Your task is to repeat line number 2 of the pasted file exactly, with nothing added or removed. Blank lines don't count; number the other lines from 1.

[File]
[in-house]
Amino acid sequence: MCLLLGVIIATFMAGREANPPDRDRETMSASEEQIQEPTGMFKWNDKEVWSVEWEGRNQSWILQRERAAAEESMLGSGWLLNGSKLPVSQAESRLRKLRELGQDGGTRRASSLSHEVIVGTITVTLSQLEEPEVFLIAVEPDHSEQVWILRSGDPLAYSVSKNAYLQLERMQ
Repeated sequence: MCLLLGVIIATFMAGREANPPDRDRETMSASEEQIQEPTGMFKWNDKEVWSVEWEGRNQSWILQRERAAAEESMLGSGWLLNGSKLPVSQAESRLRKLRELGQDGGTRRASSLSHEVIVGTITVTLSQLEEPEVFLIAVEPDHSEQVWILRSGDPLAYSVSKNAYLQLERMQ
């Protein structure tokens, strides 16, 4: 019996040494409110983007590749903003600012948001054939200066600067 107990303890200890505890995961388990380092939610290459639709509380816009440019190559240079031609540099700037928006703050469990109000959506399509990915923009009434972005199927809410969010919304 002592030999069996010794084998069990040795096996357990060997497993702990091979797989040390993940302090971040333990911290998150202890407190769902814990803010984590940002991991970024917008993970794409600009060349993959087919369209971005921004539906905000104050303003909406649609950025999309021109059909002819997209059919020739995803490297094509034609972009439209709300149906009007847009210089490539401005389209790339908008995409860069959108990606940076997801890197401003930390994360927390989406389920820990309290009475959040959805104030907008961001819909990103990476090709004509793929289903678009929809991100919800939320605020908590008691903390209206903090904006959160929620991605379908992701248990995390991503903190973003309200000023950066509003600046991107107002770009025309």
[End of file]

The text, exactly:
Amino acid sequence: MCLLLGVIIATFMAGREANPPDRDRETMSASEEQIQEPTGMFKWNDKEVWSVEWEGRNQSWILQRERAAAEESMLGSGWLLNGSKLPVSQAESRLRKLRELGQDGGTRRASSLSHEVIVGTITVTLSQLEEPEVFLIAVEPDHSEQVWILRSGDPLAYSVSKNAYLQLERMQ